Film productions of the Alice books, and much psychoanalytic commentary, tend to dwell on the frightening aspects of the incomprehensible creatures - the execution-obsessed Queen, the huge child in the tiny bedroom. Jan Švankmajer's surrealist 1988 film Alice takes place in a grim, dead house with peeling paint, menacing toothed beasts and threatening scissors and knives. It's a good film but it is not Alice who moves fearlessly through bright weather. Martin Gardner, editor of the splendid The Annotated Alice, notes that there are a series of jokes about death in the stories. The first is when Alice remarks "Why, I wouldn't say anything about it, even if I fell off the top of the house!" and the narrator adds wryly "Which was very likely true". But Alice is not thinking about death and neither does her reader. She is not afraid in the wood where all things lose their names - she goes on puzzling things out. Both Gardner, and Jonathan Miller in his remarks about his 1966 television film Alice in Wonderland, reject the insistent Freudian interpretations which start with holes and keys. Miller very successfully cast all the creatures as humans - weird versions of the Oxford dons and college porters the real Alice would have known. He has a wonderful cast of virtuoso actors - Peter Sellers as the King of Hearts, Peter Cook as the Mad Hatter, Michael Redgrave as the Caterpillar and, best of all, John Gielgud and Malcolm Muggeridge, at the sea's edge, dancing the lobster quadrille. His Alice, like all the acted Alices I have seen, is the wrong side of puberty and can look sulky as opposed to annoyed.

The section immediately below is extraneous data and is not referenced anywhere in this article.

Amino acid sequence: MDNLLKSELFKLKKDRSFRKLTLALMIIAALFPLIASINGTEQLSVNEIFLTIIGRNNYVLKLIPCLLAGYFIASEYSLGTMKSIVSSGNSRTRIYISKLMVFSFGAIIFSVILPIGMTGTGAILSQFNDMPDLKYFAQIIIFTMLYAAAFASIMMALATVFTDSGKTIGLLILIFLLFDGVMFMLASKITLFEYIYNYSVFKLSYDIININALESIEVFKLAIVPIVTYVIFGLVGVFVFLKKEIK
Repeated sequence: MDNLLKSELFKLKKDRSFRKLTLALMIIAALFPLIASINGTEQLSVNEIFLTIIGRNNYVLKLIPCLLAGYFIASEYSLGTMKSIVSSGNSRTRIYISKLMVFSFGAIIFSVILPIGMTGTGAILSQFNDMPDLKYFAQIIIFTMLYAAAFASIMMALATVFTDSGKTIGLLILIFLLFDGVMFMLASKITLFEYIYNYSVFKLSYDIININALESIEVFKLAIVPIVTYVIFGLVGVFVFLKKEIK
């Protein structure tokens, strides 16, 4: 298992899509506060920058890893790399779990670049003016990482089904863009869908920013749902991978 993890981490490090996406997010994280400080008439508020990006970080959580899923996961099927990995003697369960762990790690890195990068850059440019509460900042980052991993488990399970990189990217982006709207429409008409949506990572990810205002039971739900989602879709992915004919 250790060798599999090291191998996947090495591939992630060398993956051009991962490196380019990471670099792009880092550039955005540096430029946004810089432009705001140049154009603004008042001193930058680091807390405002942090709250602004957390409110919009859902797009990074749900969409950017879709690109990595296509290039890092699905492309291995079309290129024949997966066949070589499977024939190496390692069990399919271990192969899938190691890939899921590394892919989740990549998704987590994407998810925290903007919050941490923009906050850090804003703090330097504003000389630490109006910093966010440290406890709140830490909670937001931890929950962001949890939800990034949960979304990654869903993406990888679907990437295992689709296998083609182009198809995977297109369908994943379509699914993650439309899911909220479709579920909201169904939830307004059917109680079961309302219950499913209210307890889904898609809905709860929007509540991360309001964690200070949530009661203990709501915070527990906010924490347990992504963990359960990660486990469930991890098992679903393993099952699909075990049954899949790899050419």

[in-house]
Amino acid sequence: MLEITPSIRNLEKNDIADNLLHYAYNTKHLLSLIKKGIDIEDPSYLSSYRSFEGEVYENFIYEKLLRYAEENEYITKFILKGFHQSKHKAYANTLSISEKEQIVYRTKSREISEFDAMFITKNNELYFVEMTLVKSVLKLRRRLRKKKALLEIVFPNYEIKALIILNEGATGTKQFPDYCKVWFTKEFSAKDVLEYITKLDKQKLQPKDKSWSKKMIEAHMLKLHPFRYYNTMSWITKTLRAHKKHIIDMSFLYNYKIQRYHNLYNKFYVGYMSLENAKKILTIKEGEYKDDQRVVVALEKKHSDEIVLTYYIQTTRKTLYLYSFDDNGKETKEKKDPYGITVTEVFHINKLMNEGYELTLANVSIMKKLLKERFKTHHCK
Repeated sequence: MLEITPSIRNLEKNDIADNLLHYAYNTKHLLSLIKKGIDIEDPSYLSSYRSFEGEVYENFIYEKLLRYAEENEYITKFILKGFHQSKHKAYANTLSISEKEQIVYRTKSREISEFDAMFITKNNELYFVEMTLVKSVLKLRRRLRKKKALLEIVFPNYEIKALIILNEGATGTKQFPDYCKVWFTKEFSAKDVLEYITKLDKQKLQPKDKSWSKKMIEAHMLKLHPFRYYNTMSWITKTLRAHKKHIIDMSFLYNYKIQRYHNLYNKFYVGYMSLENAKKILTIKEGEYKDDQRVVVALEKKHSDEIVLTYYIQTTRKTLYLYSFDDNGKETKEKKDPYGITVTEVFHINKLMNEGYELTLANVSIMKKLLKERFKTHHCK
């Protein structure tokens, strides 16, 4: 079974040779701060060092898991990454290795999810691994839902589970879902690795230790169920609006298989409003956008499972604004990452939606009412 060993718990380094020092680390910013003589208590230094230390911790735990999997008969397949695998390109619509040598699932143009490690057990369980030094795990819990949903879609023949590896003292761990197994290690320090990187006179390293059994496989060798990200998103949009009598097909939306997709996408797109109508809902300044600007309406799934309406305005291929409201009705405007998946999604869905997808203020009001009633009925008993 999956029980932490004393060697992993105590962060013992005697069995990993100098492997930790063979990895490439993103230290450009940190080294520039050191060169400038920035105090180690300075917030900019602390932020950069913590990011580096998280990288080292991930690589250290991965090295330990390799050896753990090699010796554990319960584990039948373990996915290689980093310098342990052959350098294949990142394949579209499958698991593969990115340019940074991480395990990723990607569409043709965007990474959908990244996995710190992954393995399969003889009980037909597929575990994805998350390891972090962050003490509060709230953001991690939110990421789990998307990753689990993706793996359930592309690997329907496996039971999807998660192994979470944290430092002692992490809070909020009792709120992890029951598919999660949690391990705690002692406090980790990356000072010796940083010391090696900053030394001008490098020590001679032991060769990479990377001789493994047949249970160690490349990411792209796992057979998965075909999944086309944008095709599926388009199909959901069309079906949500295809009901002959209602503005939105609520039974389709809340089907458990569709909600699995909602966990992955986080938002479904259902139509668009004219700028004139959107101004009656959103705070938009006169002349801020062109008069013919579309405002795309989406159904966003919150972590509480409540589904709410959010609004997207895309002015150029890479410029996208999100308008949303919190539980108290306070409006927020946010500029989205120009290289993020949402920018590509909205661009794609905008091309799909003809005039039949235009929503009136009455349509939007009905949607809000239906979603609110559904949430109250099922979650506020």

Fear goes with evil ­beings, and with dangerous landscapes. Blind Pew, and smiling, treacherous Long John Silver taught me much about fear, about the possibility of real danger. Kipling's jungle, of which Grahame's Wild Wood was an innocent relation, also taught me fear - as indeed did Beatrix Potter's Tom Kitten, lost in the tunnels of the chimney, rolled in pastry by a terrible rat. We need, we enjoy fear. Kipling has a wonderful tale in The Jungle Book - "How Fear Came" - and a poem I used to chant, "The Song of the Little Hunter", with its refrain "It is fear, O little Hunter, it is fear." Kipling knew, as MacDonald and Stevenson knew, the thrill of human fear in a landscape which is larger than human, full of darkness and dangerous creatures. Rereading now what I read as a frightened child in wartime what I feel is grief, grief for the lost jungles, the overrun oceans, the diminished woods.

The opposite of fear, in the Victorian and Edwardian tale, is cloying sentiment. Oddly, this does not harm the tale of Little Lord Fauntleroy, a child with an American mother called "Dearest" whose generosity and goodwill towards all the world convert his wicked, cynical grandfather, who keeps his mother at a distance in a dower house. Burnett writes with total conviction about this kind child, and takes the reader with her. But what are we to make of that disastrous work by Lewis Carroll himself, Sylvie and Bruno? The narrator, a man, slips in and out of his real life into the fairyland world of the sweet children, Sylvie and Bruno, which is full of sickly baby talk and bad jokes. As a child, I tried so hard to read it. I gave it every benefit of the doubt - this was the master of storytelling and humour - and even as a child I was embarrassed for him. Barrie's sentimental tales are more sinister. "The Little White Bird" was the story in which Peter Pan made his first appearance. It tells of Kensington Park, where babies fall out of their prams and no one notices, and dead babies become fairies. Peter Pan is no more than seven days old. The crusty bachelor finally manages to fulfil his dream of spending the night with a young boy whom he is looking after, in his bed. It is all about sweet innocence - like Sylvie and Bruno - and makes the reader more uneasy and anxious than that heavy failure.